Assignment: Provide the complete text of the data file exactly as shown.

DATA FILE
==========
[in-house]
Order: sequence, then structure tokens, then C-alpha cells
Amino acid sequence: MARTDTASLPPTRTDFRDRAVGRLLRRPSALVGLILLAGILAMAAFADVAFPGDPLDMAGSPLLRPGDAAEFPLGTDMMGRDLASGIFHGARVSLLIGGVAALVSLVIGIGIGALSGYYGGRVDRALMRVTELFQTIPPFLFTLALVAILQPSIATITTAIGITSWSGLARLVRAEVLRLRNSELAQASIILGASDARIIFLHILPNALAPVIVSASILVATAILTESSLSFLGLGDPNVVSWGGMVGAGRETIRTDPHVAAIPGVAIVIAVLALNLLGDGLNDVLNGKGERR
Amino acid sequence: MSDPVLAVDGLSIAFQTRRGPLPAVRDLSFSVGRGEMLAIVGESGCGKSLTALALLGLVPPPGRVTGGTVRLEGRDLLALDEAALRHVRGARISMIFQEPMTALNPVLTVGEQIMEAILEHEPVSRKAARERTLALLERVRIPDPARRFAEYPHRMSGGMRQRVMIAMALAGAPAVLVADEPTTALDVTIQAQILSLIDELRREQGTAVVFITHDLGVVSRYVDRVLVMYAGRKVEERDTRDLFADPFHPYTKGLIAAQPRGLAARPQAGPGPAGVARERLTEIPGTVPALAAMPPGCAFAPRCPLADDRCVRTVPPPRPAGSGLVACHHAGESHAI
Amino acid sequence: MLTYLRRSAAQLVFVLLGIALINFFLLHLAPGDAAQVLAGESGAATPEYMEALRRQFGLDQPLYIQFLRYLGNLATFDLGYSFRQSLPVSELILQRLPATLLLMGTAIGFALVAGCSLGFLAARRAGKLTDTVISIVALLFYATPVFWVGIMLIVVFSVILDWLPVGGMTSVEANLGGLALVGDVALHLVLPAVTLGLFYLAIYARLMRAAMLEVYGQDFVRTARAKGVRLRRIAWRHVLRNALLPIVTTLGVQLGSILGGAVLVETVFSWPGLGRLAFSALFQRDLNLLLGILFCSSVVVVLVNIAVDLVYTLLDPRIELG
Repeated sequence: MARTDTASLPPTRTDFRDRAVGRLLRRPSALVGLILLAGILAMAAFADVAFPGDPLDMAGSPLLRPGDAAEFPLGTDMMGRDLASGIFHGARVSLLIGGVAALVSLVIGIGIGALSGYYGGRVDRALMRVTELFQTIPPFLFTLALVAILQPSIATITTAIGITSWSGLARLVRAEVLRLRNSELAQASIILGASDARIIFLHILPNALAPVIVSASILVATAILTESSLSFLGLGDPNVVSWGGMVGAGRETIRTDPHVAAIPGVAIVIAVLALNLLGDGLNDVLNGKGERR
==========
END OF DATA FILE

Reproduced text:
[in-house]
Order: sequence, then structure tokens, then C-alpha cells
Amino acid sequence: MARTDTASLPPTRTDFRDRAVGRLLRRPSALVGLILLAGILAMAAFADVAFPGDPLDMAGSPLLRPGDAAEFPLGTDMMGRDLASGIFHGARVSLLIGGVAALVSLVIGIGIGALSGYYGGRVDRALMRVTELFQTIPPFLFTLALVAILQPSIATITTAIGITSWSGLARLVRAEVLRLRNSELAQASIILGASDARIIFLHILPNALAPVIVSASILVATAILTESSLSFLGLGDPNVVSWGGMVGAGRETIRTDPHVAAIPGVAIVIAVLALNLLGDGLNDVLNGKGERR
Amino acid sequence: MSDPVLAVDGLSIAFQTRRGPLPAVRDLSFSVGRGEMLAIVGESGCGKSLTALALLGLVPPPGRVTGGTVRLEGRDLLALDEAALRHVRGARISMIFQEPMTALNPVLTVGEQIMEAILEHEPVSRKAARERTLALLERVRIPDPARRFAEYPHRMSGGMRQRVMIAMALAGAPAVLVADEPTTALDVTIQAQILSLIDELRREQGTAVVFITHDLGVVSRYVDRVLVMYAGRKVEERDTRDLFADPFHPYTKGLIAAQPRGLAARPQAGPGPAGVARERLTEIPGTVPALAAMPPGCAFAPRCPLADDRCVRTVPPPRPAGSGLVACHHAGESHAI
Amino acid sequence: MLTYLRRSAAQLVFVLLGIALINFFLLHLAPGDAAQVLAGESGAATPEYMEALRRQFGLDQPLYIQFLRYLGNLATFDLGYSFRQSLPVSELILQRLPATLLLMGTAIGFALVAGCSLGFLAARRAGKLTDTVISIVALLFYATPVFWVGIMLIVVFSVILDWLPVGGMTSVEANLGGLALVGDVALHLVLPAVTLGLFYLAIYARLMRAAMLEVYGQDFVRTARAKGVRLRRIAWRHVLRNALLPIVTTLGVQLGSILGGAVLVETVFSWPGLGRLAFSALFQRDLNLLLGILFCSSVVVVLVNIAVDLVYTLLDPRIELG
Repeated sequence: MARTDTASLPPTRTDFRDRAVGRLLRRPSALVGLILLAGILAMAAFADVAFPGDPLDMAGSPLLRPGDAAEFPLGTDMMGRDLASGIFHGARVSLLIGGVAALVSLVIGIGIGALSGYYGGRVDRALMRVTELFQTIPPFLFTLALVAILQPSIATITTAIGITSWSGLARLVRAEVLRLRNSELAQASIILGASDARIIFLHILPNALAPVIVSASILVATAILTESSLSFLGLGDPNVVSWGGMVGAGRETIRTDPHVAAIPGVAIVIAVLALNLLGDGLNDVLNGKGERR